4.13. Take note of the target iQN information—it will be needed later to attach the volume to the EC2 instance.

4.14. Next, click the burger menu in the upper righthand corner of the screen and select “Information” from the drop down.

Volume Target IQNVolume Target IQN

4.15. The information panel will give fine-grained details about the volume and access IP addresses. Take note of the data (iscsi) value—it will also be required later to attach the volume to the EC2 instance.

Volume information panelVolume information panel

5. Set Cloud Volumes ONTAP with AWS EC2 Instance

Now we will show you how to set up Cloud Volumes ONTAP with your EC2 instance.

5.1. With the target IQN and data (iscsi) values at hand, login into the AWS GitHub Runner instance deployed earlier.

5.2. Enable the iSCSI service to start automatically on boot, using the commands sudo systemctl enable iscsid and sudo systemctl start iscsid

Enable iSCSI serviceEnable iSCSI service

5.3. Next, use the iscsiadm tool to discover and connect to the Cloud Volume deployed earlier. Replace the IP address with the data (iscsi) value retrieved in Cloud Manager and verify that the output of the commands matches the target IQN value.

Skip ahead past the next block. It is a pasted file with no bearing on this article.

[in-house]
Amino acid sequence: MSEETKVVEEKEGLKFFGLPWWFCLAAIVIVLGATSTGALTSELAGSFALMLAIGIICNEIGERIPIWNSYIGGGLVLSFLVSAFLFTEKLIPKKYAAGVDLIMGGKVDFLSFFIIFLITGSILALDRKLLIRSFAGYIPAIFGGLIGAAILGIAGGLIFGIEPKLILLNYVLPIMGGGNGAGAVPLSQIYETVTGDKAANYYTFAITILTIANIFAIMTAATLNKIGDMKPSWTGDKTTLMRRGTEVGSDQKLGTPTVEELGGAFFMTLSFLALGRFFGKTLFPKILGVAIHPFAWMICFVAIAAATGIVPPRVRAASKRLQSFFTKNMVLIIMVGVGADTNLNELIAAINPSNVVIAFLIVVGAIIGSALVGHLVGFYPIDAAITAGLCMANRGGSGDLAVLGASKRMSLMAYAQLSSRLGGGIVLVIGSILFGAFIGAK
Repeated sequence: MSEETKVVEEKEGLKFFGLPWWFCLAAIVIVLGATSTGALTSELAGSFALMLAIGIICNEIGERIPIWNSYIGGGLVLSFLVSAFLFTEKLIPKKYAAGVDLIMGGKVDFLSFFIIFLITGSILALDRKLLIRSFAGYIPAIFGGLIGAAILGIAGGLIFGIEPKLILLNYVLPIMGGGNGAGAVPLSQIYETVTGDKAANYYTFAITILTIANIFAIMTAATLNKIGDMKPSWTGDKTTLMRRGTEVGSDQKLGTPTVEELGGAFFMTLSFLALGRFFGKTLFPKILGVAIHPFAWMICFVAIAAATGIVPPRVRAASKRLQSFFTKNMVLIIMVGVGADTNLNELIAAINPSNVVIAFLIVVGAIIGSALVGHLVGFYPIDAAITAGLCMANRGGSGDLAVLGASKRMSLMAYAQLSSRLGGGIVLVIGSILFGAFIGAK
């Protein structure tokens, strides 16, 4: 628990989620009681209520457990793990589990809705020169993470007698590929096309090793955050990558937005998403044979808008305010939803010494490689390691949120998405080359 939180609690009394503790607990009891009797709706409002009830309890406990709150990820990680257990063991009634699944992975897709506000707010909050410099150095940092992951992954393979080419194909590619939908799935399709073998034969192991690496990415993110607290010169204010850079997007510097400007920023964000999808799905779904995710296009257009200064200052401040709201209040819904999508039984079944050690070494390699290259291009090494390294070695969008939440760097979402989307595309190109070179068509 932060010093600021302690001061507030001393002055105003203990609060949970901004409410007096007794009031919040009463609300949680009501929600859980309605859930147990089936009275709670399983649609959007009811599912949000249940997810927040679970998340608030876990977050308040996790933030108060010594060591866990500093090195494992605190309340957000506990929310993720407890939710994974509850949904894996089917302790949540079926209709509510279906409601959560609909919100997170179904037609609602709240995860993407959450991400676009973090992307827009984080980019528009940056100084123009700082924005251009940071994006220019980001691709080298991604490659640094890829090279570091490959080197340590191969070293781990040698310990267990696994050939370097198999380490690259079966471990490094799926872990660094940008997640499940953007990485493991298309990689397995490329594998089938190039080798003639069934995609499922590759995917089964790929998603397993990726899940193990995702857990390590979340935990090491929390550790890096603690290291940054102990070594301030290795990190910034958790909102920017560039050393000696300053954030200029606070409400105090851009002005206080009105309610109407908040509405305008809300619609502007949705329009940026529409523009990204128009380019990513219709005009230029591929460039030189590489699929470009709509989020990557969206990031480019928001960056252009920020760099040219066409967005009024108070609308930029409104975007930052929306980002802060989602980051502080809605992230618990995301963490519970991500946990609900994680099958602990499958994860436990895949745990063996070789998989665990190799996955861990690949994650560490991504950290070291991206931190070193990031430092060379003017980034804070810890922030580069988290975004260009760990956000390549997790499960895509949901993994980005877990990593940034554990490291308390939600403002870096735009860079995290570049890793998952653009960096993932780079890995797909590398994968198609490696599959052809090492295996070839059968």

The following commands will automatically discover and connect the volumes: sudo iscsiadm --mode discovery --op update --type
sendtargets --portal 172.31.9.24
sudo iscsiadm --mode node -l all
sudo iscsiadm --mode session

Discovery and Connection to Cloud Volumes ONTAPDiscovery and Connection to Cloud Volumes ONTAP

5.4. Use the command sudo fdisk -l to verify that the new volume is now present in the Linux system as /dev/sdb.

Listing all present disksListing all present disks

5.5. Take the new volume into use by formatting using sudo mkfs.ext4 /dev/sdb and mounting as the working directory for the Actions Runner agent with the command: sudo mount /dev/sdb ~/actions-runner/_work/

Formatting and Mounting the Cloud VolumeFormatting and Mounting the Cloud Volume

5.6. Change the permissions to enable the local user account to use the volume with the following command: sudo chown -R ec2-user:ec2-user actions-runner/_work/

1 permsChanging the folder permissions

6. Download a Test Dataset to the Cloud Volume

One key advantage of using cloud volumes is that we can store datasets to be used in our CI/CD workflow.

6.1. Download an image collection dataset—in this example we’ll use the Columbia University Image Library(COIL-100), a public dataset for computer vision research—to be able to perform tasks such as conversions, test automation, and data preparation using our GitHub Actions workflow.

6.2. The following steps will download and extract the COIL-100 dataset in our cloud volume working directory: cd actions-runner/_work/